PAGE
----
The Mets signing of Tim Redding to at least compete for the fifth spot in the rotation pretty much confirms something that fans knew all along: the Mets will not sign both Derek Lowe and Oliver Perez. It is likely that one or the other will sign. Spirited debate amongst fans about the merits of Lowe vs. Perez has picked up over the last two weeks or so. Lowe supporters point to his proven track record and durability (he’s averaged 212 innings over the last four seasons). Those in the Perez camp point to his age, strikeout ability, and the fact that he’s lefty. Here is my take on Lowe vs. Perez. Note that I present the statistic FIP (“fielding independent pitching”) because it is a better predictor of future performance and gauge of value than ERA. FIP focuses on factors under a pitcher’s control (strikeouts, walks, home runs allowed), removing the highly variable factors of ERA (defense, bullpen, luck).
Derek Lowe, age 35
2008 FIP: 3.26
Career FIP: 3.76
Lowe arguably had a career year in 2008. He posted career bests (as a starter) in walks-per-nine innings, strikeout-to-walk ratio and FIP so his seemingly mediocre 14-11 W-L record is misleading. It will be tough for him to replicate this contract year performance, but the CHONE and Marcel projections predict about 180 innings and a 3.70 FIP for 2009. Also, Lowe has no injury history. He’s one of two major leaguers (the other being Brad Ausmus) with ten-plus years of major league service without making a trip to the DL.
Lowe is the second best pitcher in the majors at inducing groundballs behind Brandon Webb. This is usually a positive, as ground ball pitchers generally give up less homeruns. However, the Mets infield is not exactly spectacular (especially the Luis Castillo/Carlos Delgado right side) so maybe his groundball ability wouldn’t be as big an asset as it seems. If Castillo and Jose Reyes can rebound to their 2007 showing, a groundball pitcher could be useful at Citi Field.
Oliver Perez, age 27
2008 FIP: 4.68
Career FIP: 4.67
Tens of thousands of words have been written on Mets blogs about the enigma that is Oliver Perez. His stuff is electric, and on some days he actually does pitch like Sandy Koufax. On other days, he looks like Bill Pulsipher. Strikeouts are his biggest talent, and it appears his less than stellar HR/9 will improve if Citi Field really is the “Grand Canyon” of baseball. Many call Perez a big-game pitcher who steps it up vs. division rivals the Phillies, Marlins, and Braves. To his credit, he has a sub-4.00 ERA vs. all three of these teams since joining the Mets and a sub-2.00 ERA vs. the Yankees. Additionally, he pitched pretty well in Game 7 of the 2006 NLCS, with a little help from Endy Chavez. It’s those poor games against the lowly Nationals, Pirates, and Giants that concern me.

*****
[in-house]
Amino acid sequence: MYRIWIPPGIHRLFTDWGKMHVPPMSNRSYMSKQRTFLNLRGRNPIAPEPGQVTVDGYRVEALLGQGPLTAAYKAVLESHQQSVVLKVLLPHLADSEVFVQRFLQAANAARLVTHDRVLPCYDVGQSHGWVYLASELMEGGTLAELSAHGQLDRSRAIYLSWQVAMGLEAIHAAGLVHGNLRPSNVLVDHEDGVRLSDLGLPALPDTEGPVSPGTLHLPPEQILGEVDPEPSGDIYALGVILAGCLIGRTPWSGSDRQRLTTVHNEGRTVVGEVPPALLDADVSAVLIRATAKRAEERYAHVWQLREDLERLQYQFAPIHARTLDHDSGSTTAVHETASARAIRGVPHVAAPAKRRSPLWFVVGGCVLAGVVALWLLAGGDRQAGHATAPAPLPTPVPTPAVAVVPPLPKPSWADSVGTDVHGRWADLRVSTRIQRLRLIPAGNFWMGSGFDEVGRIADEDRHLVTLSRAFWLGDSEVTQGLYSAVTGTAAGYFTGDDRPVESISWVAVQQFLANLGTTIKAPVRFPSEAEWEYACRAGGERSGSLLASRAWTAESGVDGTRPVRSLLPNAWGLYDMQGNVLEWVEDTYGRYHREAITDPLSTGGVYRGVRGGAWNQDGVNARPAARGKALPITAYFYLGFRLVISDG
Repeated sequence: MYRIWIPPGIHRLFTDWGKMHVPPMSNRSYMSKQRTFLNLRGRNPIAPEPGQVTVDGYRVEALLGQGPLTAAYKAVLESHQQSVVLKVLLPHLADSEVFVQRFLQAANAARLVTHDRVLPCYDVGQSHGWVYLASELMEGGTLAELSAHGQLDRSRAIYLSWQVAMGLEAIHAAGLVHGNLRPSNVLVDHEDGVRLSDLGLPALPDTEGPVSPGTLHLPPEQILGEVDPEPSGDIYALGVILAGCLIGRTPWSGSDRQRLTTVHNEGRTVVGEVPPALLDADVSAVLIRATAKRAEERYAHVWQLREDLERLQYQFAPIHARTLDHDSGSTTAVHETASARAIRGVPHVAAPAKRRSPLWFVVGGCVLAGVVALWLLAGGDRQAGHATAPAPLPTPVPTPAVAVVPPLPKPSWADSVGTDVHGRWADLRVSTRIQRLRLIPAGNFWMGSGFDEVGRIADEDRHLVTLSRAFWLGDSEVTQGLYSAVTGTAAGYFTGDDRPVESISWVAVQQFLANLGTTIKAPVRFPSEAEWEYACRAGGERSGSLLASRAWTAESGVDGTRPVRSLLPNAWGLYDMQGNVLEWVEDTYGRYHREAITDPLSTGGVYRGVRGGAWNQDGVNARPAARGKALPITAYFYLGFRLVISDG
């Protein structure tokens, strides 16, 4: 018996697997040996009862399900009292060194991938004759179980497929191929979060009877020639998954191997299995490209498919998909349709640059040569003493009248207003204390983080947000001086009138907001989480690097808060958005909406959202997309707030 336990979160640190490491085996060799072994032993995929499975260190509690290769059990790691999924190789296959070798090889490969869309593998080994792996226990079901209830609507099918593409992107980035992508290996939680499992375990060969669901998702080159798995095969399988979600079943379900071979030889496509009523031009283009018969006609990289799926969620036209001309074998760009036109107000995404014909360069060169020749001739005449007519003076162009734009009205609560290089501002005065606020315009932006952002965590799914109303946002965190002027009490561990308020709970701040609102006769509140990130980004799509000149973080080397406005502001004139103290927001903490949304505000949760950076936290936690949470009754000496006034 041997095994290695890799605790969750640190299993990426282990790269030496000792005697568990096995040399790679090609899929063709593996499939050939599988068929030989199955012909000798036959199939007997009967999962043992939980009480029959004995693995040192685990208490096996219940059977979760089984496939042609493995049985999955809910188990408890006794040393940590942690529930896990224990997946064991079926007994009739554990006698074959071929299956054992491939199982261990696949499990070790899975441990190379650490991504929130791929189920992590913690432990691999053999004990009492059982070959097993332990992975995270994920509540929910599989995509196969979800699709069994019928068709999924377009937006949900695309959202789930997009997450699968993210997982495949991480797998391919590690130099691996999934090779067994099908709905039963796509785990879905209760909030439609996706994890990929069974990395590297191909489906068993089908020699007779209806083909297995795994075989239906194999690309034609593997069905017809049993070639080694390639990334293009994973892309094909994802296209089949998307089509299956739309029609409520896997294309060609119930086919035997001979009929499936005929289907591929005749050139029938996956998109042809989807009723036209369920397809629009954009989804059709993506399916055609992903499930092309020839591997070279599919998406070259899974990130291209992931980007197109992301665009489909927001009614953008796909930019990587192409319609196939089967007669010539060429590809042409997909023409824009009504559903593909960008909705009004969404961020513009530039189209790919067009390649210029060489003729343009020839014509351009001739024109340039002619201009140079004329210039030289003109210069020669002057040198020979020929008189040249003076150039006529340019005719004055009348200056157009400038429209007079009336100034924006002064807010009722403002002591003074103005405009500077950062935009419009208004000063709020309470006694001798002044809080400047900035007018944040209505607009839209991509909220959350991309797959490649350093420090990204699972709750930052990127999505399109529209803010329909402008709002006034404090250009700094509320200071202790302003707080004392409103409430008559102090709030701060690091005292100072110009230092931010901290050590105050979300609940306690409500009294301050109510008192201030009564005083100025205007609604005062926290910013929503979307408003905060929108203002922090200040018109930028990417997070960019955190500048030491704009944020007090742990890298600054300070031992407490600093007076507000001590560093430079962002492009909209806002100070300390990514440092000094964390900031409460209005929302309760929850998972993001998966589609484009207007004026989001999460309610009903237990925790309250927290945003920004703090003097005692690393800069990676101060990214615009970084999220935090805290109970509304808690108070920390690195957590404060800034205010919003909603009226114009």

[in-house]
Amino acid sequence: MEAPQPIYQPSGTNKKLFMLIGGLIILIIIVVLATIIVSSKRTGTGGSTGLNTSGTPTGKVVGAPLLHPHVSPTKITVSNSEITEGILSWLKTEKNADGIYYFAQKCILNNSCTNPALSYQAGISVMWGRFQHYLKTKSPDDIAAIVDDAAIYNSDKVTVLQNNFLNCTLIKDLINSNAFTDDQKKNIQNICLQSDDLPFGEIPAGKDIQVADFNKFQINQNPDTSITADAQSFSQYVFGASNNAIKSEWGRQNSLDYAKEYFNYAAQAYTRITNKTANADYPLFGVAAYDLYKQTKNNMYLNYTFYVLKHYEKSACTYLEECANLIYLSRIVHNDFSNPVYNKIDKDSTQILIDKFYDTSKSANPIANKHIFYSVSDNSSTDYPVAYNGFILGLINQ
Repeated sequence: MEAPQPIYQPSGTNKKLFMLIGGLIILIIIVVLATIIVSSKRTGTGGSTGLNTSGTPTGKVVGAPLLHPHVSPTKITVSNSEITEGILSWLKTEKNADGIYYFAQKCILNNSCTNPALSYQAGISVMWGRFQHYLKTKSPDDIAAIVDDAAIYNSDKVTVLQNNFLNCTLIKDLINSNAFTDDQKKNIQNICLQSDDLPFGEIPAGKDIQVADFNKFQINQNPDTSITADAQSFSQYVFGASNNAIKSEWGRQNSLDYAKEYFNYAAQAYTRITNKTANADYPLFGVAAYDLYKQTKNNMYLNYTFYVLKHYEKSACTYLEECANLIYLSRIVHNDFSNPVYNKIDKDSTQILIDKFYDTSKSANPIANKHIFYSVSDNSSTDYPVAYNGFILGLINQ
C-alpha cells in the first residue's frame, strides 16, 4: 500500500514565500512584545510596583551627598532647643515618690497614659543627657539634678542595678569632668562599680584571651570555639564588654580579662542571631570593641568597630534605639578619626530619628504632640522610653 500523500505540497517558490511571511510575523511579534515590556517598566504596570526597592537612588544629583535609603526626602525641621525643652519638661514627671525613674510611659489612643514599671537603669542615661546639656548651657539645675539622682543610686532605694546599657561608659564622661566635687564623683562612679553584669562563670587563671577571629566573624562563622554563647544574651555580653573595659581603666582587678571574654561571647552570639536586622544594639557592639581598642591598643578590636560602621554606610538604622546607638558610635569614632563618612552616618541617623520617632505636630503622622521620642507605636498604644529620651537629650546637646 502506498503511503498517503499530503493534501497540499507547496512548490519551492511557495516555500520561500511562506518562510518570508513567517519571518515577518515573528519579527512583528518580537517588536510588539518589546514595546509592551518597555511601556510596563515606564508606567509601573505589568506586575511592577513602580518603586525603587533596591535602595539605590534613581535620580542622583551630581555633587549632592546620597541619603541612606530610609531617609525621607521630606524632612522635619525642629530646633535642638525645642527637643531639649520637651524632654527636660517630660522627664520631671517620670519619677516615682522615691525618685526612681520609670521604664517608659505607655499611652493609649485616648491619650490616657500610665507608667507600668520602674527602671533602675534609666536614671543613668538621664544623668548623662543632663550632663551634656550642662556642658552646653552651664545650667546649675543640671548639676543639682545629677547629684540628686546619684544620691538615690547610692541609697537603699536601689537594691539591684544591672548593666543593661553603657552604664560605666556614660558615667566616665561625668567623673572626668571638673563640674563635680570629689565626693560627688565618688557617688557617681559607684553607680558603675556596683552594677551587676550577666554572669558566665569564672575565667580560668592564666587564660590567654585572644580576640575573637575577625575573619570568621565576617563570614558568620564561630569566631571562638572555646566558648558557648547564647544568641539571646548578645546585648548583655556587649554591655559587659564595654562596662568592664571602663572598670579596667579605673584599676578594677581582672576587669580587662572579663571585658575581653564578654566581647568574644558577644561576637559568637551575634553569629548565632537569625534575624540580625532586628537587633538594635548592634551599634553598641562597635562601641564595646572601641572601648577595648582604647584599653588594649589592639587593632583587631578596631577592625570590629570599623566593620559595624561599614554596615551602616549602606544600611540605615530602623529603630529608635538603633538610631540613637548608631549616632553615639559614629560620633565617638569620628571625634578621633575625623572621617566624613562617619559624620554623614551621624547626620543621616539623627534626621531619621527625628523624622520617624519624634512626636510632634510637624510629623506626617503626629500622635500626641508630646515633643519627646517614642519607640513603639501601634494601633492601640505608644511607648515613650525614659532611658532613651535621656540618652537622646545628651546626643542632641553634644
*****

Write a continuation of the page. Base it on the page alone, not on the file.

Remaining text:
CHONE and Marcel project about 170 innings and a 4.70 FIP for Perez. Not bad, but not what you want from a guy asking for $12 million a year. He is entering his prime years, so the expectation is that he will reduce his staggering walk rate (career 4.76 BB/9) as he matures. If he can improve his control (as lefty strikeout pitchers Mark Langston and Randy Johnson were able to do) Perez may become an elite pitcher at some point. The question is, when?
I believe Lowe gives the Mets the best chance to win now and in future seasons. Groundball pitchers age more gracefully than power pitchers (see: Pedro Martinez), and I think concerns about him suddenly breaking down due to injury are nothing more than wild speculation. Comparisons to older injured pitchers John Smoltz, Tom Glavine and Randy Johnson are unfair, as Smoltz has battled arm problems his whole career, and Glavine and Johnson didn’t get hurt until they hit their 40’s. If Lowe can be had for three years, $42 million with a fourth year option there is no reason not to sign him.
One question I pose to those in the Perez camp: if he was not a Met, and instead a free agent from another team like the Reds or Orioles, would you still want to sign him over Lowe? If he had no history with the Mets, he’d basically be Randy Wolf, a pitcher who has not garnered much buzz this offseason. Wolf is 32 years old, but had a better 2008 FIP and has a superior 2009 FIP projection to Perez. Yes, he has injury concerns and might be a bigger risk than Perez. However, the point is that for the purposes of objective player evaluation, we cannot let memories of Perez’s big games against the Phillies cloud the fact that he led the league in walks and was not even one of the top 30 pitchers in the National League last season (in a contract year!). Don’t get me wrong – I am a fan of Ollie. I’d love to see him sign with the Mets if Lowe goes elsewhere. But in this offseason of bargain contracts (Yankees signings excluded), it would be unwise to overpay for him while letting Lowe slip away to a division rival.